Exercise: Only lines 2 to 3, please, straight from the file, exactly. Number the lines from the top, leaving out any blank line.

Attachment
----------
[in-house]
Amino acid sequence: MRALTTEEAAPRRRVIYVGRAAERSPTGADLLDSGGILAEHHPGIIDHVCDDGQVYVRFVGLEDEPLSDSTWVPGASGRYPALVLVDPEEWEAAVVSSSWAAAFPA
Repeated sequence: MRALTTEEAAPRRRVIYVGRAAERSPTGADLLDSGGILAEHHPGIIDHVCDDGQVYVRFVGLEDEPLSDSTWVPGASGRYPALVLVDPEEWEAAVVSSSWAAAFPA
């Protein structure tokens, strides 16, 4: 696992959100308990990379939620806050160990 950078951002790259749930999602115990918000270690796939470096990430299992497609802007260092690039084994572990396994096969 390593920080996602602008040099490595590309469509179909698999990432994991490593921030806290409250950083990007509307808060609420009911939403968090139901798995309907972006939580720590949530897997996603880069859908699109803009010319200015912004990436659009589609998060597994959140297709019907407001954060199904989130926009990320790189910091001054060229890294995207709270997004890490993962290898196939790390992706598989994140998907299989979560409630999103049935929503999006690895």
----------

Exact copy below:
Amino acid sequence: MRALTTEEAAPRRRVIYVGRAAERSPTGADLLDSGGILAEHHPGIIDHVCDDGQVYVRFVGLEDEPLSDSTWVPGASGRYPALVLVDPEEWEAAVVSSSWAAAFPA
Repeated sequence: MRALTTEEAAPRRRVIYVGRAAERSPTGADLLDSGGILAEHHPGIIDHVCDDGQVYVRFVGLEDEPLSDSTWVPGASGRYPALVLVDPEEWEAAVVSSSWAAAFPA